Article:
And for the first time in my horse life I recognized what I had to do. We were zipping around an area with a large number of cedar trees. In my mind a one rein stop was not an option - we already had too much speed, and my horse was very likely to run himself (and me) into a tree in this area.

He was afraid.

And I was not.

I tried pulsing the reins, right and left, but knew he was headed to the barn. Smokey was running, but not bucking, not trying to scrap me off on a tree. So while he was in a panic, he wasn't trying to dump me.

I remembered the countless times I've asked trainers about this, about what to do in a bolt. I've been more worried about it because a young horse just doesn't have the experience to know what to do, and without others around, well, he's going to respond instinctively, rider or not.

I remember Mark Rashid saying he used to tell people to ride a bolt out, but then he started working with more and more backyard horsemen and ... well, the inference was that many people weren't likely to be comfortable to ride out a bolting horse. I remembered riding through Smokey's static attack in the clinic, how he just needed to move. How Mark said horses run out their emotions, their stress.

In those seconds I knew that the right thing was to ride this out, to let his panic run it's course while remaining calm and centered for the run.

After one sharp zig to the right I grabbed the saddle horn with one hand and held the reins softly in the other. I talked quietly to him, and as we got closer to the barn I could hear the other horses in the paddock kicking up and running. Someone in the herd was running, they could feel it, so they started to run too.

Smokey in his panic actually ran past the barn and I slowly directed him back, at least I tried to steer him, support the direction he was heading. He high stepped in front of the others who were by now stampeding all around their paddocks, and I slowly brought him back into my hands. We walked along the barn area, back to the light pole. Quite quickly he settled down. I was a bit surprised by that, but it went to reinforce what I'd been told.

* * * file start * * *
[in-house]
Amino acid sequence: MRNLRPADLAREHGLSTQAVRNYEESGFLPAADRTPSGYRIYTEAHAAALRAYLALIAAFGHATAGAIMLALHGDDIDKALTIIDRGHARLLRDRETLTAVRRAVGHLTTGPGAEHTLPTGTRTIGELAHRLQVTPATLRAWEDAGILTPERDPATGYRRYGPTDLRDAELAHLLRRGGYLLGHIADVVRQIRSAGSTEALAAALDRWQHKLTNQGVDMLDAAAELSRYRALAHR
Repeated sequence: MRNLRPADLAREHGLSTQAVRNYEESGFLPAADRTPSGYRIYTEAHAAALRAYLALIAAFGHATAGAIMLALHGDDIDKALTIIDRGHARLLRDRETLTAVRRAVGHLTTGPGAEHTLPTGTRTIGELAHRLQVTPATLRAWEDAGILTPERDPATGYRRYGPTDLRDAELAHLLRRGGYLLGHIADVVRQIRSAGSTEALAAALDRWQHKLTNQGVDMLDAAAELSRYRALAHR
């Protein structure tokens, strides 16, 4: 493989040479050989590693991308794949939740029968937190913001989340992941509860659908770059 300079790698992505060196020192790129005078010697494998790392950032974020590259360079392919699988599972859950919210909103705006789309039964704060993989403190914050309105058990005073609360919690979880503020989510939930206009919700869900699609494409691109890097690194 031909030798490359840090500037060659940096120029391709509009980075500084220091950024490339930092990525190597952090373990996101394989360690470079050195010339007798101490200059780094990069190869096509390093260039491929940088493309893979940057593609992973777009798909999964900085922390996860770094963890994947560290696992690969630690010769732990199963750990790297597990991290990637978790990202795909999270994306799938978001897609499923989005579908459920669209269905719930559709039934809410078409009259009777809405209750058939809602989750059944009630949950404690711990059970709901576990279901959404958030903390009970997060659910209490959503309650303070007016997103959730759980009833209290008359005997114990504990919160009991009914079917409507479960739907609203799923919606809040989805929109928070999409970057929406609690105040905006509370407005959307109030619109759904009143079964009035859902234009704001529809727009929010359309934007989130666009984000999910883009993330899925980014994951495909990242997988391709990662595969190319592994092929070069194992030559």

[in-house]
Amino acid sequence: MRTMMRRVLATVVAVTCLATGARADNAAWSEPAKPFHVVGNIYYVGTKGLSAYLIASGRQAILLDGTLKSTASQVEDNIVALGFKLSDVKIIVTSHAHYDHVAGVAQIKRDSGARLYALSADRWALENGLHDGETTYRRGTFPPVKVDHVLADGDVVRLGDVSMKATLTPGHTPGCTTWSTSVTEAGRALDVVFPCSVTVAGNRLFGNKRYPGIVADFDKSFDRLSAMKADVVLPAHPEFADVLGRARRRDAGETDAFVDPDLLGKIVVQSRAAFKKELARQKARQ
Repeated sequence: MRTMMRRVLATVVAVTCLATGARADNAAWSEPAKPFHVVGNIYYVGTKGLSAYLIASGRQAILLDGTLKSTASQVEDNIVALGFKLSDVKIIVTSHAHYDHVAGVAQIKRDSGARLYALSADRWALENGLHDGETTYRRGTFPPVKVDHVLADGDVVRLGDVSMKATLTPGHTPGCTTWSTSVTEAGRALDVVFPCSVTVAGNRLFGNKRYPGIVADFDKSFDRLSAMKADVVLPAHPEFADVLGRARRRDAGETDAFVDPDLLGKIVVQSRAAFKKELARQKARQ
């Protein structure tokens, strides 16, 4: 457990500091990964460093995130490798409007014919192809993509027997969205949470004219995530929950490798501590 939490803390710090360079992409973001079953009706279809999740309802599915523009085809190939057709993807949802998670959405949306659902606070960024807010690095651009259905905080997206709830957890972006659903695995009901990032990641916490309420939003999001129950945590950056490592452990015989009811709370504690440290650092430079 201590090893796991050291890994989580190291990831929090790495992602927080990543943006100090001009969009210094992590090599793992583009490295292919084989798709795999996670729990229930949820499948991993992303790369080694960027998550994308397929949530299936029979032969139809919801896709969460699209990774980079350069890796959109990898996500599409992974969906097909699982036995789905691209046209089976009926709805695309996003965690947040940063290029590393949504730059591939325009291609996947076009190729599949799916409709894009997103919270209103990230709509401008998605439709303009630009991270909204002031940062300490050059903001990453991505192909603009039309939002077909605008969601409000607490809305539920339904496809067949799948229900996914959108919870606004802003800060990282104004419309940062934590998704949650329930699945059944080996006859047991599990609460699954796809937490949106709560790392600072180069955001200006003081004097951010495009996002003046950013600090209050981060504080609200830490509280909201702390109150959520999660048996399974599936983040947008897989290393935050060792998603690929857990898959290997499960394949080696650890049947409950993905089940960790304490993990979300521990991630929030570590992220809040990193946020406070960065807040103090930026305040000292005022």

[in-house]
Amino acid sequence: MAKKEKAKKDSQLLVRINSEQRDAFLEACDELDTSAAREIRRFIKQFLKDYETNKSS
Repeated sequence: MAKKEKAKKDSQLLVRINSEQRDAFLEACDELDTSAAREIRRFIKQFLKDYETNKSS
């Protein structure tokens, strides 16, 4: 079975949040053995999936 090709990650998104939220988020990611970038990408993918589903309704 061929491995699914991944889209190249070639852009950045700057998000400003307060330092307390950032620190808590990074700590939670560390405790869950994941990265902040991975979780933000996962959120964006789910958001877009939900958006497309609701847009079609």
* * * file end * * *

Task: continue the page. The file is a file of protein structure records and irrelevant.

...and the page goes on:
Then we went back on the trail. He was alert, but this time we walked toward what scared him and this time I was ready.

A tarp covering some equipment on the other side of the fenceline had come loose. I realized now that when the wind blew behind us the tarp rose up into the air like a giant blue hand.

We worked all around the area, circling trees, bushes, going closer, then backing up, then closer again, until he seemed to calm down. Then we went on our little trail ride and it was one of the best ones we'd ever had alone.

We have a lot of work to do. He shouldn't have bolted at all, and I know that. He's almost 5 years old, and this is partly that, partly the lack of time I'm able to spend with him now. But I felt like the way I handled it may have done us some real good.

Or, at least it did me some good. Because now the thing I've most worried about - that my horse would bolt - is not a big worry. I know I can ride it out. And that we can keep riding afterwards without me being angry or afraid and with my horse having more confidence, not less.

These days, I'm counting this one in the win column. It's a bit lonely in that column, so I have to take what I can get.

Friday, February 4, 2011

A Glimpse of Snow